: Harder than you’d think. As a lot of more-experienced commentators than myself pointed out; there is no universal, federal election law, so how and when votes are tabulated can vary wildly from state to state. Florida, for instance, allows poll workers to start counting mail-in and absentee ballots three weeks before the election, whereas other, saner states actually prohibit counting votes until election day, itself. For my EU friends, the closest equivalent would be if Italy suddenly developed a fair, comprehensive, efficient tax system while Germany and Belgium decided income brackets based on chess-boxing. But, if you really are interested; what this means is that we saw rare blue or red mirages. Remember that thing that thing about loads of us not voting in-person this year? That meant that in-person voters showed up, voted one way, and got those ballots processed (creating the initial “Pennsylvania’s going red,” and an early, “Arizona’s going blue.” because the in-person voters got there early and tended to vote GOP, the Pennsylvania initially appeared to be red, but, after counting the mail-in ballots, the number of mailed-in votes outnumbered the in-person votes, and favored Biden. This is why you saw angry crowds shouting, “Stop the Vote” in Pennsylvania. Conversely, in Arizona; in-person voting slightly favored Biden (and the mail-in vote also helped him), but it also helped Donald, which is why we had another group chanting, “Count the Vote.” So, the process is further delayed by having to explain that, just this once, we’re going to try and count every single person’s vote. Naturally the process of double-checking all of these votes delays things even further (this is “officiating” a vote, and obscure, frequently-GOP officials have gotten death threats for counting votes, in a democratic system)(there’s an off-beat post-apocalyptic dystopian satire novel in that concept). So, it might be a little longer before we’re fully done.

Q: But if you have a good idea of who’s going to be president next year, why are we hearing about “electors” and “certification processes?”
Sadly, when America’s founders, in their God-given wisdom, decided women and black people could not vote, chattel slavery would be based upon geography, and that massacring indigenous tribes was quite alright if they were squatting on land you wanted, they also decided that direct democracy would go to the heads of the peasants. So, in most cases, much like a parliamentary system, voters decide which party will cast their local (state-level) votes, and that will decide various elections, instead of directly voting for who we want to lead us. Even though there are a bunch of safeguards in place to keep elections from being stolen outright; most of them are based on the honor system and goodwill of the participants. Prior to 2020, this has allowed the system a certain flexibility and adaptability that we could probably use in the middle of a plague. Also, because we are the Most Christian Nation in the World (suck it, Vatican City and/or Jerusalem), we do no labor during the entire month of December, which, understandably, slows down any processes that started a month before the birth of Our Lord and Savior, Jimmy Buffett (or Jesus, in lesser religions).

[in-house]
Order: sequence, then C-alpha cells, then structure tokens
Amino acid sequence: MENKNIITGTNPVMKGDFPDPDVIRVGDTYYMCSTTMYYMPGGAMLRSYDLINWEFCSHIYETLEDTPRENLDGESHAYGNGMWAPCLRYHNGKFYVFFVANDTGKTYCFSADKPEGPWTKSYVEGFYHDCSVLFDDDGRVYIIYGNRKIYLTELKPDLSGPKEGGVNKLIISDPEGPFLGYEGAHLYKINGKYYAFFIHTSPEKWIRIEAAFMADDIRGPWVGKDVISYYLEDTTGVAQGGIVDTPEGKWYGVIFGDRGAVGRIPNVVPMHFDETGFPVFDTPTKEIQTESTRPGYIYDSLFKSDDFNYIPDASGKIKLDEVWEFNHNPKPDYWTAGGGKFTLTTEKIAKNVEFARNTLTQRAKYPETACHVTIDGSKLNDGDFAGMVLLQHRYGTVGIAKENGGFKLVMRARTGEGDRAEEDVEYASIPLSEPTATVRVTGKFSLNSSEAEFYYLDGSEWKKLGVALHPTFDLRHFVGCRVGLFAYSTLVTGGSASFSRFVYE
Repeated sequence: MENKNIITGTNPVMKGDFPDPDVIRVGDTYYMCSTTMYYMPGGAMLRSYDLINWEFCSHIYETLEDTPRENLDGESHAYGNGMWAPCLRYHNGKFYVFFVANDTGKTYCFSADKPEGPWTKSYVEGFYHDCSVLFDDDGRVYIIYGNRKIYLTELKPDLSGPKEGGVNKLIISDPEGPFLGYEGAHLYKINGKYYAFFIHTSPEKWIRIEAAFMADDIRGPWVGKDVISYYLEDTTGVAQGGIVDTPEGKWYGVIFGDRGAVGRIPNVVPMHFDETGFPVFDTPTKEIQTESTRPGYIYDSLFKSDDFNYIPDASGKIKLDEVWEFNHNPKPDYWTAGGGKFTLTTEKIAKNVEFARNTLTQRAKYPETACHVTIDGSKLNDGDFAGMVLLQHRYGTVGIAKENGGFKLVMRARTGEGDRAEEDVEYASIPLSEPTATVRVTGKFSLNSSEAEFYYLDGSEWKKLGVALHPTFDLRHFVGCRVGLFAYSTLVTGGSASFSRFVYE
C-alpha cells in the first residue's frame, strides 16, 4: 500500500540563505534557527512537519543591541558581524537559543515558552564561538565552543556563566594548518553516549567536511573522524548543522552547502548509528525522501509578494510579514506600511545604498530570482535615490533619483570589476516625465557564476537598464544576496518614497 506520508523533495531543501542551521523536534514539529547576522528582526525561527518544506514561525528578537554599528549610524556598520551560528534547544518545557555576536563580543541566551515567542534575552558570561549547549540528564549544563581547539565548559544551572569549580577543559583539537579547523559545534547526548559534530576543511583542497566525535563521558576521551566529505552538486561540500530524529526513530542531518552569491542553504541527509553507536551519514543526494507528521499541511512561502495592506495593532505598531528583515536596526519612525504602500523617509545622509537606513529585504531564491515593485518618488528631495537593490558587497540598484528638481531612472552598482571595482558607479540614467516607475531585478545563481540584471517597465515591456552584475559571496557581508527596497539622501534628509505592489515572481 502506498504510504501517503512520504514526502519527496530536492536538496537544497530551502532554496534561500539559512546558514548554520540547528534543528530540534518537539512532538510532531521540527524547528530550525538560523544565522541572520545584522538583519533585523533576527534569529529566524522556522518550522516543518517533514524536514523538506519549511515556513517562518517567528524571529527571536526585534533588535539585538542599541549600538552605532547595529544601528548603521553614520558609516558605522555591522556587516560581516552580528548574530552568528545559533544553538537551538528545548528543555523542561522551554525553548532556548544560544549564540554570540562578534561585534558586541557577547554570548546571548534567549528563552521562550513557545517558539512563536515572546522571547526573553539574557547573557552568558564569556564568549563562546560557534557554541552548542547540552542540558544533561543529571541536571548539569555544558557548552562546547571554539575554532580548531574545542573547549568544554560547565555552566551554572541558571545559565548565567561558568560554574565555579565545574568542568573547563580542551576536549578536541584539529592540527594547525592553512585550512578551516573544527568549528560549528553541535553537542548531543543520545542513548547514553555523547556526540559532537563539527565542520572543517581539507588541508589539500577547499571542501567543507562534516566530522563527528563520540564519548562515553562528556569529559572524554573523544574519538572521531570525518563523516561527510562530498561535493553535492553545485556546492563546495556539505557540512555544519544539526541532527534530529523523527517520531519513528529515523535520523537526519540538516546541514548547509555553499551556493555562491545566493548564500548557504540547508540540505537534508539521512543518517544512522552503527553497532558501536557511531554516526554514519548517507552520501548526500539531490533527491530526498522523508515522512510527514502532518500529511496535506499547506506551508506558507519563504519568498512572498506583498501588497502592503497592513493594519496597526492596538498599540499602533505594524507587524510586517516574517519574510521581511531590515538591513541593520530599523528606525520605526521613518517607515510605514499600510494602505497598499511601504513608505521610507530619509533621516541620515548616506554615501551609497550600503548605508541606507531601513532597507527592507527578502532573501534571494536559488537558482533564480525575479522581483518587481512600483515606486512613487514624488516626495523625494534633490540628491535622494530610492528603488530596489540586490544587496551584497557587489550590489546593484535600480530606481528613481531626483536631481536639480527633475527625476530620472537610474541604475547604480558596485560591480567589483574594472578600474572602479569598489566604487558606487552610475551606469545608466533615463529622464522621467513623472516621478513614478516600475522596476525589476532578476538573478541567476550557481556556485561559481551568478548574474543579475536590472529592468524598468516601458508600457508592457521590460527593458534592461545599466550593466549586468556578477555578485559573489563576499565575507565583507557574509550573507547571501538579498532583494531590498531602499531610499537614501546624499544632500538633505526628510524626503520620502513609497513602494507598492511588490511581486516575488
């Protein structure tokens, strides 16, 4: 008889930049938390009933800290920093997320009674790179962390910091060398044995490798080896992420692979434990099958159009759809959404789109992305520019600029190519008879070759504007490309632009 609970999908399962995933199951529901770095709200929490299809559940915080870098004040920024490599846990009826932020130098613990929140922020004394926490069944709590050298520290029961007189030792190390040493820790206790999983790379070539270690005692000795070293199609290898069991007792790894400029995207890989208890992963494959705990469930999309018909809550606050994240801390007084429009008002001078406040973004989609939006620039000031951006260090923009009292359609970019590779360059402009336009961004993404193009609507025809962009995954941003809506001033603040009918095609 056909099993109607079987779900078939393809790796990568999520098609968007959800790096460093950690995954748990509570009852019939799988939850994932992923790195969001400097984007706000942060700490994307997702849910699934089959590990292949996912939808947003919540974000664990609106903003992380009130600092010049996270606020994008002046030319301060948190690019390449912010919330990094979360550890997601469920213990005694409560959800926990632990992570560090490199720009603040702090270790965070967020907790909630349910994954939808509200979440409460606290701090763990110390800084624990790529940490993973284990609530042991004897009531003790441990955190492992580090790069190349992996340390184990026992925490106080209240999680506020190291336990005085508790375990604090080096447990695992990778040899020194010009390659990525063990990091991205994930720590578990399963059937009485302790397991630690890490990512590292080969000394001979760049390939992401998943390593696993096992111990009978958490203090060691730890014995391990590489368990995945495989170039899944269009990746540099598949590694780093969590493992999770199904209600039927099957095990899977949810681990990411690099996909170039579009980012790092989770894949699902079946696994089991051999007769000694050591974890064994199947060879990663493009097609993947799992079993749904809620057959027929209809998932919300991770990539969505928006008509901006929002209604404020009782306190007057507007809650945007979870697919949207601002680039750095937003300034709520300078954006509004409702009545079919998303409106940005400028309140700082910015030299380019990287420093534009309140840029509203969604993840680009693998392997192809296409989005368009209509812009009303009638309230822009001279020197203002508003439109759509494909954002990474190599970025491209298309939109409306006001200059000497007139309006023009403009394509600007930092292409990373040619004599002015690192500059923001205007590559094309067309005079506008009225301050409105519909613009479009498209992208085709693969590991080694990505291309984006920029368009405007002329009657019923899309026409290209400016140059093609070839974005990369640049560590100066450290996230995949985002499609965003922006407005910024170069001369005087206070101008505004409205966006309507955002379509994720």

Q: Where are they finding all of these votes?
: I’m so glad you asked! We’re just pulling them out of the ears of toddlers at family reunions! No, the verb “find” is wildly misleading in this case. If you searched your house for all the loose change, you’d probably have 40–60 more Euros to your name, but it’s not like it suddenly appeared there, or is magically deposited into your account; that money was always in your house, and always available for you to use; you’ve simply gathered it together in one location at the same time, and sorted and counted it. Similarly, it’s not like people are still voting or ballots are magically appearing; in most cases, it’s just poll workers thanklessly tracking down mail-in ballots, absentee ballots, ballots cast via early voting, and similar measures. And — this is the critical aspect here — even if you collect all the loose change from your manor in the Swiss alps, it’s unlikely you’re going to wrangle enough to make a payment on your Saab or manor. You might have enough for a decent bottle of wine (or two cases of sangria, depending upon your tastes), but it’s not likely to be enough to retire upon. Similarly and crucially, Dear Leader is trailing by too many votes in too many places to make a difference. He will likely be repossessed by anyone who will take him (our next national project will be rehoming a near-strongman; 70-odd years old, in terrible condition, not to be trusted with children or animals, no art in his soul or valor in his heart; homes with yards preferred).